Building a so-called “Game Boy Macro” is a great way to salvage a Nintendo DS that has a broken hinge or top screen, as the system only needs the lower display to play Game Boy Advance games. Naturally, DS games that were designed to use both screens would no longer be playable. Or at least, that’s what we thought. But as [Facelesstech] shows, it’s actually possible to play DS games on a Game Boy Macro if you do a little extra soldering.
It turns out that there are two test points on the original DS motherboard where you can pick up the signal for the top and bottom screens respectively. With just three wires and a simple switch, you can select which signal gets fed into the bottom screen in real-time with no image degradation. Now, this won’t do you any good on games that make constant use of both the top and bottom DS displays, but for many titles, the bottom screen was used for little more than a map or inventory display that you only need to glance at occasionally.
With the ability to switch between them at will, a large number of DS games are perfectly playable with just one screen. Interestingly, the touch panel still works the same regardless of which video feed is being pipped in; so if you memorize which areas need to be touched to perform different actions, you don’t even need to flip the images. In the video below, [Facelesstech] demonstrates the concept with New Super Mario Bros, which would otherwise be unplayable as the action usually is shown on the top screen.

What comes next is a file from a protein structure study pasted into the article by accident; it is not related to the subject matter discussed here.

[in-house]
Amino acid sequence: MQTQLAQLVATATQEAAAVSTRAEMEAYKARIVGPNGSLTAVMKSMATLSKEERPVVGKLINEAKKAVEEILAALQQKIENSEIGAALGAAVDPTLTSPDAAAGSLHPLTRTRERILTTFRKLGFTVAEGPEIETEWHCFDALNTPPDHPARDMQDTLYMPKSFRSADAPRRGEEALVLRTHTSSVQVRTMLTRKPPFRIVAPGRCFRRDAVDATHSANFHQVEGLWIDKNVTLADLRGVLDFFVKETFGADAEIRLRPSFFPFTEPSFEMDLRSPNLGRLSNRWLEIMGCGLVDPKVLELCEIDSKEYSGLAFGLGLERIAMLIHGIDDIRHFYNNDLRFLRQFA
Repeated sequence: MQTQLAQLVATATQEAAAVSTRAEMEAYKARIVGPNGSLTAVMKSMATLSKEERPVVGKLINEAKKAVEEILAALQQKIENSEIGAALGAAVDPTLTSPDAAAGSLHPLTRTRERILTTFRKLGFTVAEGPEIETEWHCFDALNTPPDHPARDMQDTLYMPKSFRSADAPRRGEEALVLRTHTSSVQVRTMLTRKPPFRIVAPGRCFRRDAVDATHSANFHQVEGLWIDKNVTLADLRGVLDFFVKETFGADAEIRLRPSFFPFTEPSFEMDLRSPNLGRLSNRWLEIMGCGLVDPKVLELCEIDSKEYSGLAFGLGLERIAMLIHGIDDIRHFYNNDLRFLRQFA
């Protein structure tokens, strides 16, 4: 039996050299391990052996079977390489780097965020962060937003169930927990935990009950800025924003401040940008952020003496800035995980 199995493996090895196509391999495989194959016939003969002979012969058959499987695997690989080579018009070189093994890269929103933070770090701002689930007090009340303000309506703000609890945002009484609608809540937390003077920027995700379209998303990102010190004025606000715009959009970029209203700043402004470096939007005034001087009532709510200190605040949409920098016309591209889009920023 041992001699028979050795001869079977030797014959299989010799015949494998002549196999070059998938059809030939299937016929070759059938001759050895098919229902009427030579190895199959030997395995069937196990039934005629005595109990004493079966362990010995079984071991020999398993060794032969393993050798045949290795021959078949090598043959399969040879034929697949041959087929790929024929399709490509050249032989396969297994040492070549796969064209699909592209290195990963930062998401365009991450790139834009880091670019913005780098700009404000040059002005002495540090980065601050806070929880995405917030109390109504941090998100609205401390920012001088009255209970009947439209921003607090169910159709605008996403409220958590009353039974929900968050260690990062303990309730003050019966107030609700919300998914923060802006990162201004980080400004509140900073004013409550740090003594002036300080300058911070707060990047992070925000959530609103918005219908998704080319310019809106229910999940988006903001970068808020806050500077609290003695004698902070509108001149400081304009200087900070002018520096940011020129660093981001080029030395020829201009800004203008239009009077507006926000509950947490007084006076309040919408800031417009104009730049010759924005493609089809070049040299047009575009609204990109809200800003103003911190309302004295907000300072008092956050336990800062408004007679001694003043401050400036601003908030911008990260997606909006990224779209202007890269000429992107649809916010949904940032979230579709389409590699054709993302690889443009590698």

This hack is only possible because the two displays on the DS are identical beyond the touch overlay, which as we learned during a previous deep-dive into the technology behind this revolutionary handheld, was a trick Nintendo used to squeeze as much performance as they could out of its relatively meager 3D hardware. Unfortunately, it seems like the modification is much harder to pull off on the DS Lite, so it wouldn’t be compatible with the slick Game & Watch styled Game Boy Macro we covered recently.